Christmas Songs By Sinatra (Rpkg) Original recording remastered, Import
The core of this album dates to a 1948 set of 78's that collected the various holiday recordings Frank Sinatra had issued for Columbia records to that point in his still young career. Big-band leader/early Sinatra collaborator Axel Stordahl handles the arrangements, while many tracks(like most pop tunes of the era) feature the backing of various small vocal ensembles. The holiday Sinatra of that teen idol and post-war era may not have yet achieved his uncanny way with a phrase or the world class cool that cemented his legend, but the beginnings of that introspective warmth show through on the singer's solo performance of "Have Yourself A Merry Little Christmas" and elsewhere. This new edition contains three previously unreleased radio recordings that span the sacred ("Ave Maria," "The Lord's Prayer") and secular (a sprightly "Winter Wonderland") as well as songs from the singer's Christmas V-Disc. Collectors will also welcome five rare, heretofore unissued alternate takes of key tracks like "White Christmas" and "Jingle Bells." --Jerry McCulley
Opening the set is a slow, mellow cover of "White Christmas," made famous by Bing Crosby in Holiday Inn. To be fair, Frankie's version is fairly similar, buoyed by the Bobby Tucker Singers. Next up is Silent Night, with a soft, haunting bell introduction. The Ken Lane singers provide a very soft harmony to Frankie's melody. This is one of the more beautiful vintage versions of Silent Night that I've heard; Axel's sweeping string bridge is unmistakably cinematic in only the way that the 1940s could be.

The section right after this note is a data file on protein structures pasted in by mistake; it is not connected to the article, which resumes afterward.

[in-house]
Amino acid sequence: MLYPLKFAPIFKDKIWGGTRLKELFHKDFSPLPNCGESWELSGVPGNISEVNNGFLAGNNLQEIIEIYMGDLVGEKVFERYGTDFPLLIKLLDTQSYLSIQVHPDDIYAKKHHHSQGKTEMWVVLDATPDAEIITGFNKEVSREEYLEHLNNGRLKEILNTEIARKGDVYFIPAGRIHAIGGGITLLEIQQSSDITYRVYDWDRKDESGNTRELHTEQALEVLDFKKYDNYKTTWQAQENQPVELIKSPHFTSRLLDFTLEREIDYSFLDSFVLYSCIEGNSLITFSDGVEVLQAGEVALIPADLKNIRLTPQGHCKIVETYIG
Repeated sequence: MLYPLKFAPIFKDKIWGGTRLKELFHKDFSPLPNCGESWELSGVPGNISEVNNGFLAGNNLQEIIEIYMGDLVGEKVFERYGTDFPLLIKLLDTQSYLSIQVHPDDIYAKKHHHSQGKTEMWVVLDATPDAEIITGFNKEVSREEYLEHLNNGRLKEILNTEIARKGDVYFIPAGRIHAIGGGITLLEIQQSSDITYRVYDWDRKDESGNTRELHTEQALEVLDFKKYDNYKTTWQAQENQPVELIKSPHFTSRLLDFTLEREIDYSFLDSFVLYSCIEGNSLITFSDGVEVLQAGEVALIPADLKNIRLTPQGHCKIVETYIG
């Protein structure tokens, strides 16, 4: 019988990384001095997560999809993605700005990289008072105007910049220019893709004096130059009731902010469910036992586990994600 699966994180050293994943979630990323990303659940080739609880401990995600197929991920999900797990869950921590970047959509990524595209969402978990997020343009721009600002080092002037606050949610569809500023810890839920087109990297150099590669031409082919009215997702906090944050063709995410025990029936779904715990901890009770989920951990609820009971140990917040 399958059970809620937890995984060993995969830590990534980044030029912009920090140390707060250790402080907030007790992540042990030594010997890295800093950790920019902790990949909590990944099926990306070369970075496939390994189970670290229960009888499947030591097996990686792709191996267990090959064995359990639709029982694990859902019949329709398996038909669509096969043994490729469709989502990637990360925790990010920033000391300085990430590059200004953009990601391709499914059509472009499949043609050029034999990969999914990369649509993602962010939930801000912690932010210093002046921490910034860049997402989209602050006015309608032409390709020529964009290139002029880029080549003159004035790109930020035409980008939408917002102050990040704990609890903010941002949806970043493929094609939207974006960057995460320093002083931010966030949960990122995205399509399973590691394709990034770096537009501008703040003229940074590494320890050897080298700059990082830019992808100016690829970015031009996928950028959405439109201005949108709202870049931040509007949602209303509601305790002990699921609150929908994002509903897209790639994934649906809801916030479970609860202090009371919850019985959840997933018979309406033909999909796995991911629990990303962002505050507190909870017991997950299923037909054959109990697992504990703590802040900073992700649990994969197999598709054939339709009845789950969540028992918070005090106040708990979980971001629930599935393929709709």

Adestes Fidelis sounds almost identical in arrangement to the first two songs.
But Jingle Bells shakes things up; not as much as Bing and the Andrews Sisters (this version is a tad slower), but it's still a pleasant change of pace from the seriousness of the first three tracks. Other notable tracks include Have Yourself A Merry Little Christmas, Christmas Dreaming, and the brassy, bold Santa Claus is Coming To Town from 1947. This is the first track where Frankie's really swaggering; there's strong hints of his future swinger status on display. Let It Snow is also brassy and assertive, where the earlier tracks were soft, reverent and string-drenched. Here, muted trumpets and bass provide a rhythmic, lively backdrop for Sinatra. This track most clearly foreshadows Frank's work on Capitol and Reprise, and is the latest of the tracks, from 1950.
Overall, Christmas Songs by Sinatra is a pleasant throwback to a simpler era, full of familiar Christmas tunes and a few surprises such as Christmas Dreaming (which I wasn't familiar with). The arrangements are in that 1940s style: string-drenched, with earnest-sounding female backup singers. The songs from the WWII era reflect on the values of family and faith, evident in religious songs such as Schubert's Ave Maria and the Lord's Prayer in addition to Silent Night and Adeste Fideles. Several of the tracks suffer from Axel's sameness in arrangement, but this is beautiful background music for a quiet Christmas season evening spent around a fireplace, or sitting in the hushed glow of the Christmas tree. Collector's of Frankie's Columbia works will want to add this to their collection. If you're a fan of Frank's later work on Capitol and Reprise, Frank rerecorded most of these songs at a later point (many are on A Jolly Christmas with Frank Sinatra). If you're tired of the latest tween music "sensation" covering Muzak-lite versions of traditional carols, consider returning to the basics with a young Sinatra.